That is just fascinating to behold.So I think from the mathematical point of view, I'm in awe just personally assomebody who's cares about math, the idea of a shot 2 56 algorithm being usedfor the purpose of showing, doing proof of work and with a difficultyadjustment shot 2 56 wasn't designed to for Bitcoin, it was just the other toolthat people had developed to scramble stuff up. And the idea that you have thisnon invert ability, which means you're gonna know, you can plug something intothis function, you get an answer out, but you can't work backwards. And I'mgonna turn that into a proof of work system that has a difficulty adjustmentthat's absolutely fascinating. Mathematical and computer science innovation.And that's one of the things that drew me to Bitcoin from the very beginning,understanding how that actually works. You open up the hood on Shaw 2 56, it'samazing.
And then you believe, you reallyunderstand that you can't guess, you can't mind the next block by goingbackwards. It's just not mathematically possible. And so to invent a problemthat you can only solve by guessing and checking, which is what proof of workis, a lot of people say that it's frustrating. A lot of people say, oh, they'resolving complex mathematical problems, which is not really true. A Bitcoinminor is literally just guessing and checking and trying to get the answer.Mathematicians don't consider guessing and checking a complicated next, a deeplevel way of thinking. That's
Speaker 3 (43:15):
Not what you teach in algebra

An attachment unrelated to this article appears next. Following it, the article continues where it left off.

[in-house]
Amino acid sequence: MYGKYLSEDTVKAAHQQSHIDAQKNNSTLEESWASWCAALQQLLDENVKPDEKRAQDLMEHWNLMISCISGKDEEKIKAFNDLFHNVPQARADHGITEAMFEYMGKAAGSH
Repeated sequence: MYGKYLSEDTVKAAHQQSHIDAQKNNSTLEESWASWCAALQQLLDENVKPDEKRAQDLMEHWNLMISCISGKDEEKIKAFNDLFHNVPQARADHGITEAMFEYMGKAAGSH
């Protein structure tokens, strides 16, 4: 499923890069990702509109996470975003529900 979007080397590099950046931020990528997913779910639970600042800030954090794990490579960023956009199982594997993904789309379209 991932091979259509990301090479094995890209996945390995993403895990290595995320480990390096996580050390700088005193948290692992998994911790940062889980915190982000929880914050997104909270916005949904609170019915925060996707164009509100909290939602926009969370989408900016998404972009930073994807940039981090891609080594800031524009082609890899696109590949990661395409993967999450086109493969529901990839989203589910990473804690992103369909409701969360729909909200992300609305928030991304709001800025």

Jason Maier (43:16):
<laugh>, right? No, you don'tguess in check, in fact, it's down upon. But the ability to create a mathproblem that can only be done by guessing and checking, and then to be able topredict with probabilistically how long it will take you to get the answer,which is all what guessing, that's what a Bitcoin mining is. With thedifficulty adjustment, it's completely fascinating, just from a mathematicalpoint of view. It blows my mind that somebody was able to say, Hey, this is aproblem that can only be solved by guessing and checking. And I can tell you onaverage how long it will take you to guess the answer. Amazing, right? Slamdunk. That's awesome. Yeah. So that is, for me as a mathematician or somebodywho teaches math and probabilities and all of that, that's a great kernel tobuild the whole system around because it's fascinating and impressive.
And of course, as we know, it leadsto a lot of foundational principles of Bitcoin. The proof of work means thatyou can't just create more of the marginal cost to produce a Bitcoin is tied toa real life, physical expense, electricity in this case. And all of thosethings lead to more sound, financial and monetary policies that Bitcoin has.And as you say, for the next 10,000 years, we kind of know how many Bitcointhere's gonna be. And you can't say that about any other currency that existsright now. So all of those things are really good, like knockoff effects fromjust this sound mathematical principle that somebody who was very clever wasable to put into this Bitcoin system. <laugh> a crazy exciting about it.
Will Szamosszegi (44:43):
Yeah, no, it, it's very exciting. SoI got one last question, but before I ask a question, I want to give you thechance to explain to everyone who's listening where they can connect with you,where they can follow you, definitely when you think that the book's gonna bereleased and where they can find it. And then I'll ask the last question,
Jason Maier (45:03):
<laugh>. Sure. So I think oneof the best ways is just on Twitter, my handle is at c Jason Mayer, m a i e r.And that you're gonna sort be able to see some of my thinking about Bitcoin andthen maybe updates about the book. If you want to know more about the book specifically,you can go to bitcoin progressive.com. And there you can see a summary of thebook, get updates about how far I am along. And then also if you're interested,those are the two ways, either Twitter or the website, bitcoin progressive.com,my dms are open, I'm happy to interact with people and answer questions or sortfield things if people have 'em. Happy to hear from people out there. So yeah,that's the way to get in touch and the way to follow my progress, for sure.Yeah.